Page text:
WARZONE – “The Sound of Revolution” (1996)
With this farce of an election coming to an end, I couldn’t help but remember the days of my youth, listening to politically charged hardcore punk bands like Warzone. As one of the founding groups of the New York City hardcore movement, Warzone defined the street-tough, politically-aware attitudes of the youth growing up during that time. They sang songs of youth unity, anti-racism and anti-sexism, and encouraged a generation of kids to stand up for themselves and do the right thing. I can honestly say that this band (and this genre of music) made me the person I am today. What they lacked in musical proficiency, they made up for with the power and energy of their music, their fans in the crowd, the sing-alongs and the sense of togetherness whenever they took the stage. Watching the video for “The Sound Of Revolution,” made me realize that the problems of yesterday are just as real today.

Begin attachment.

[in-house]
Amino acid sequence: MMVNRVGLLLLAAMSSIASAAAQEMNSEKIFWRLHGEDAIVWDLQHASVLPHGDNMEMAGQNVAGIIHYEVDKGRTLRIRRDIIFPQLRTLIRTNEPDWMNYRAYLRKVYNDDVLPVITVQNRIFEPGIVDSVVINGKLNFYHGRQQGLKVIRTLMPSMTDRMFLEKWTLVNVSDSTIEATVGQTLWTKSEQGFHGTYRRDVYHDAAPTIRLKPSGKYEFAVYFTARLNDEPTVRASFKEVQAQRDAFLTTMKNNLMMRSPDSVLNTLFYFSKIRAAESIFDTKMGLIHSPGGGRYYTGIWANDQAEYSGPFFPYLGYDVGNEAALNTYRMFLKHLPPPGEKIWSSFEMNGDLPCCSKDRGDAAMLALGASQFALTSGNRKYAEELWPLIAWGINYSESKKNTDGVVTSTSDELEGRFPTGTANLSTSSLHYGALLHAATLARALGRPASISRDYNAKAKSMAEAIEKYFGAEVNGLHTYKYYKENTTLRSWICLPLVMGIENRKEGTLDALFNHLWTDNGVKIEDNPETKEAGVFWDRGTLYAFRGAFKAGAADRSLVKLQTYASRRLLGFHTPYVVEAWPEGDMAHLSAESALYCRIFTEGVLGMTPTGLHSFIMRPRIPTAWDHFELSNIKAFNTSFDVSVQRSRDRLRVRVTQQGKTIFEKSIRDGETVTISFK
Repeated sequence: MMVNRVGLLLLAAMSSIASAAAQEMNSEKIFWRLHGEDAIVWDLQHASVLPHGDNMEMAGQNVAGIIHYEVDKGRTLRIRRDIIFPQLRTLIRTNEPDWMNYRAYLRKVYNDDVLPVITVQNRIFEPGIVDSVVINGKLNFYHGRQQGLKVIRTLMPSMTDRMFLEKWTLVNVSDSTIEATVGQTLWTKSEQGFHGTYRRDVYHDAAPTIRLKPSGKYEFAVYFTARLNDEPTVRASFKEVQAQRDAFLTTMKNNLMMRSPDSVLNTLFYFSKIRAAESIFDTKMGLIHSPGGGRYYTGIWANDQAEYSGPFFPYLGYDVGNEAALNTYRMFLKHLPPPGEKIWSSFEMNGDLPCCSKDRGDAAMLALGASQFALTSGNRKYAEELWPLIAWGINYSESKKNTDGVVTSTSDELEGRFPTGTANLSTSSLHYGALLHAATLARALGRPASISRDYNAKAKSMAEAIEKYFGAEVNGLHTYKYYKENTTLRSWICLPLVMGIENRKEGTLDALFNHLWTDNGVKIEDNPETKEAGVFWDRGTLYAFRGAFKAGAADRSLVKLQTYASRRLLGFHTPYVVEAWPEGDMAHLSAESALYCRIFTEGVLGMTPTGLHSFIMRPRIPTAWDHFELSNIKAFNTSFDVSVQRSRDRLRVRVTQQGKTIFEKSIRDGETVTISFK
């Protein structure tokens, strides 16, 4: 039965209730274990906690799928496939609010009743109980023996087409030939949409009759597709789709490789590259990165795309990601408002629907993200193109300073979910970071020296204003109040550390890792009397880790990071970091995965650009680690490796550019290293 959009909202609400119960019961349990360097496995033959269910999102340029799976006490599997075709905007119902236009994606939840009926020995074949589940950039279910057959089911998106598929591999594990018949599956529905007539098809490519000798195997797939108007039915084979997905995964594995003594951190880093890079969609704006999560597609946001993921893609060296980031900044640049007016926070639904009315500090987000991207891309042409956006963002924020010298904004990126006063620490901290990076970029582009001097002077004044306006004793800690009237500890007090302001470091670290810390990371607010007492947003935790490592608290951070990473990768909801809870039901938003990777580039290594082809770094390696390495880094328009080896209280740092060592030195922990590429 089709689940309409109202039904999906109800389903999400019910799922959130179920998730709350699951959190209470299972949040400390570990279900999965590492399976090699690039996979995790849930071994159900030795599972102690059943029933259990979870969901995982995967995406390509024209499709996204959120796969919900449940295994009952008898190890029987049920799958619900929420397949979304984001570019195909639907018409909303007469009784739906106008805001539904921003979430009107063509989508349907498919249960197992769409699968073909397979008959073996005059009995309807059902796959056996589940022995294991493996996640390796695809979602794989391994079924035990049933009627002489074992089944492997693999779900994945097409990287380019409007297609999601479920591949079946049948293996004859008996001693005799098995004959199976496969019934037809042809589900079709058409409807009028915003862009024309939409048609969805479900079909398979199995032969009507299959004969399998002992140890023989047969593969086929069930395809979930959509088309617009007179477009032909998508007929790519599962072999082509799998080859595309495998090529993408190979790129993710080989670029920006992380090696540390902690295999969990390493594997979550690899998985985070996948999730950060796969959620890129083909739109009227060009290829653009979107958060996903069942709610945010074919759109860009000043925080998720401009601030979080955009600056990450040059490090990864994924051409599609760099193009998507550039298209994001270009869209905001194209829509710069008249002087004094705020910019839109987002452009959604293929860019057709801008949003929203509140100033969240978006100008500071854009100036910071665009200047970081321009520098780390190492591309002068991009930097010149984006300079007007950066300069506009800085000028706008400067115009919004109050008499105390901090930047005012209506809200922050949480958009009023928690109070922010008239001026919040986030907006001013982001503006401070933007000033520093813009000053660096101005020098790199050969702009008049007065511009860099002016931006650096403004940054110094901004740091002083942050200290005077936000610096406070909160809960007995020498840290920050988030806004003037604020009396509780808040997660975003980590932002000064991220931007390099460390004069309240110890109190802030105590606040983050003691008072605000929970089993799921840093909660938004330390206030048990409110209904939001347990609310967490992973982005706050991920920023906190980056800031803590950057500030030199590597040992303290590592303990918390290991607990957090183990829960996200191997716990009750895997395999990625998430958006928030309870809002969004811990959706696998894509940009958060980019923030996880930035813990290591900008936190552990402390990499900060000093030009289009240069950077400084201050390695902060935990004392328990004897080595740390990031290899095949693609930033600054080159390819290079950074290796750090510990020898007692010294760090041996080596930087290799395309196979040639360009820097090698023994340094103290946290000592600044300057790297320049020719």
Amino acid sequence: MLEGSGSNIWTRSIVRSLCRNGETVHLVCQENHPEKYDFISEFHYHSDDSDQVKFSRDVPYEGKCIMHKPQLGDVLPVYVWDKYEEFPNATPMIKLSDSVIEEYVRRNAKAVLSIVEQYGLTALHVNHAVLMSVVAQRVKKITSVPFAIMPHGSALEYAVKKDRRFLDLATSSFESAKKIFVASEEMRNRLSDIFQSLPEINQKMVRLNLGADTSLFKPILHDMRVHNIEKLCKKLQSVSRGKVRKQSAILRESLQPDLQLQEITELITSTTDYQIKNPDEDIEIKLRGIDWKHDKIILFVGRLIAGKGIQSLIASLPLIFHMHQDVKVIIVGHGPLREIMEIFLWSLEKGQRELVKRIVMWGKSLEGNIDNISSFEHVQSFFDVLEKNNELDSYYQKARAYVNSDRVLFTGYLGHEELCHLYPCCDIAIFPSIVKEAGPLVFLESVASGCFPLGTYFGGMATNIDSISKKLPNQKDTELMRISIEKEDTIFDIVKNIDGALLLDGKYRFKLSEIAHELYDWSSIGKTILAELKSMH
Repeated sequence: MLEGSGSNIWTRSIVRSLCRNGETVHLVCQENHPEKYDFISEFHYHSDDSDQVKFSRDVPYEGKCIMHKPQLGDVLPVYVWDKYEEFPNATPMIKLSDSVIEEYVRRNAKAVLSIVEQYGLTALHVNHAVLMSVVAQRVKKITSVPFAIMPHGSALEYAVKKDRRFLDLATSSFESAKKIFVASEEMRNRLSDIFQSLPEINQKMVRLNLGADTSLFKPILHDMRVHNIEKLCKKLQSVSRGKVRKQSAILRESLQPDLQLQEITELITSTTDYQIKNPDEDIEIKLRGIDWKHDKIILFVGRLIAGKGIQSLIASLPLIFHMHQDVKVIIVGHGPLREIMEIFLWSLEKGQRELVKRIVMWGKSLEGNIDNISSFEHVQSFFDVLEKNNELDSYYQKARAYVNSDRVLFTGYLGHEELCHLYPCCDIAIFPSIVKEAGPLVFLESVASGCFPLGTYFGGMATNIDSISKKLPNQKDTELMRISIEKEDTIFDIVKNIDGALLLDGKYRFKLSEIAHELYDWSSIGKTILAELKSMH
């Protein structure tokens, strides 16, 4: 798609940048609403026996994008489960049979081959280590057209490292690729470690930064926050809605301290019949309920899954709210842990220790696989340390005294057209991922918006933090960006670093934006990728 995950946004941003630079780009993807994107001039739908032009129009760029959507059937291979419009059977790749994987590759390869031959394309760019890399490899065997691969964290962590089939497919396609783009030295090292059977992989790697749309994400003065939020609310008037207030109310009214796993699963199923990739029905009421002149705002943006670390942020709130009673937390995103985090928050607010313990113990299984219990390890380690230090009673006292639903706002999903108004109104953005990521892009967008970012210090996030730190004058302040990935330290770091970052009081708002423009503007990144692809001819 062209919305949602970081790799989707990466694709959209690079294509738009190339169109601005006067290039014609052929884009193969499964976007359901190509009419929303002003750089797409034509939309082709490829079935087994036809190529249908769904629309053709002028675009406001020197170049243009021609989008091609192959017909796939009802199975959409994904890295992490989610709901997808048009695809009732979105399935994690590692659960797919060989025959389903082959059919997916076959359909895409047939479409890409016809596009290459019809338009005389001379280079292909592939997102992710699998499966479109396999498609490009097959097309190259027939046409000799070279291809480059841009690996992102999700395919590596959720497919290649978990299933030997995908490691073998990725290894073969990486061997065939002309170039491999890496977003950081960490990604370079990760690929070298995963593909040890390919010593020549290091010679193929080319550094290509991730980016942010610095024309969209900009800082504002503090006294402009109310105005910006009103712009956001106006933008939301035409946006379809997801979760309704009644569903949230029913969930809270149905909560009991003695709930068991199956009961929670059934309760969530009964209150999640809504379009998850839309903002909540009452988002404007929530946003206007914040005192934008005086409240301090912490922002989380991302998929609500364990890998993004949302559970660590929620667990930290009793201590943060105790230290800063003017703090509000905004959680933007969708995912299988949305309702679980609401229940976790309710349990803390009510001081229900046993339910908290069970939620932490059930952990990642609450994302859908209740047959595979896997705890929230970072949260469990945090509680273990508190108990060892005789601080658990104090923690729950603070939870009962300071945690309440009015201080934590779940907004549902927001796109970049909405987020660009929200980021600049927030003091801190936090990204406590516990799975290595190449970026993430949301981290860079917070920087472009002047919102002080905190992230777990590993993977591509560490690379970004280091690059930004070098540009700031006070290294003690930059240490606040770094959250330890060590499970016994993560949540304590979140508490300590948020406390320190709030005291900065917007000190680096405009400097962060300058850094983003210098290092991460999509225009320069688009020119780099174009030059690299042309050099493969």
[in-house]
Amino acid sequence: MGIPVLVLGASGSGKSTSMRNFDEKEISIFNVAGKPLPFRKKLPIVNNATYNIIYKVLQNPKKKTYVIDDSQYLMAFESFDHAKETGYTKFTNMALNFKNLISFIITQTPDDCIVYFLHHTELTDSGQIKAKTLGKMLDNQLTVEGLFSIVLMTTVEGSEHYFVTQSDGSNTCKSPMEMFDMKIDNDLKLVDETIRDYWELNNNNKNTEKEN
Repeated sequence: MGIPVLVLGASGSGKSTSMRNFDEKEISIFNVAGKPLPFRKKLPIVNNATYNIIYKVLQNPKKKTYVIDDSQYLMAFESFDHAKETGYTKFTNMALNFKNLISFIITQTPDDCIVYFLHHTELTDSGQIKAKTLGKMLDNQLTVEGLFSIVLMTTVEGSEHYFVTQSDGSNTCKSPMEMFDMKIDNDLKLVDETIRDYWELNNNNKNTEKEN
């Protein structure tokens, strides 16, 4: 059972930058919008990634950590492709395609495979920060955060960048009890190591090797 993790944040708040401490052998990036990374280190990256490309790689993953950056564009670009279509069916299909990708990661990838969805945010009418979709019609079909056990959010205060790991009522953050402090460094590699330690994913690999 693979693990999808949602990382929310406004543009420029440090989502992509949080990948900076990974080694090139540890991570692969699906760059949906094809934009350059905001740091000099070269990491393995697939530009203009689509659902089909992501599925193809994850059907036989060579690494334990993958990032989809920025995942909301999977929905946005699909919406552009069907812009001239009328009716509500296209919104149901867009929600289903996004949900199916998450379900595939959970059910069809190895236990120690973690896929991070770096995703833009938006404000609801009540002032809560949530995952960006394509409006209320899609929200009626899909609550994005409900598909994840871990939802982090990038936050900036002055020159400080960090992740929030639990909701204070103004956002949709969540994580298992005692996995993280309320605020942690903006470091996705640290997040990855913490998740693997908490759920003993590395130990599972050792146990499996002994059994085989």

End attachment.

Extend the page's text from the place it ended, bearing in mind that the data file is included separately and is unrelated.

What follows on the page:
ROB DELL’AQUILA – HRD Music Scout
FIREWIND – “Head Up High” (2008)
Firewind originally was something of a side project started by guitar virtuoso Gus G while he was still with Dream Evil. When he left that band, and was able to devote full attention to this Greek power metal band, things really took off. This lively rocker from their amazing 2008 album, The Premonition, packs a lot of punch as it builds to a melodic chorus. There are some great riffs, intense drumming, and a simple, uplifting theme. It remains a concert mainstay.
HALFORD – “Thunder and Lightning” (2010)
Vocalist Rob Halford is best known as the frontman of Judas Priest, but his resume would be impressive even without reference to that iconic band. When he split with Priest during the ‘90s, he started three solo projects: Fight, 2wo, and Halford. Halford was by far the most successful, and this song comes from that project’s fourth (and so far, final) album, Halford IV: Made of Metal.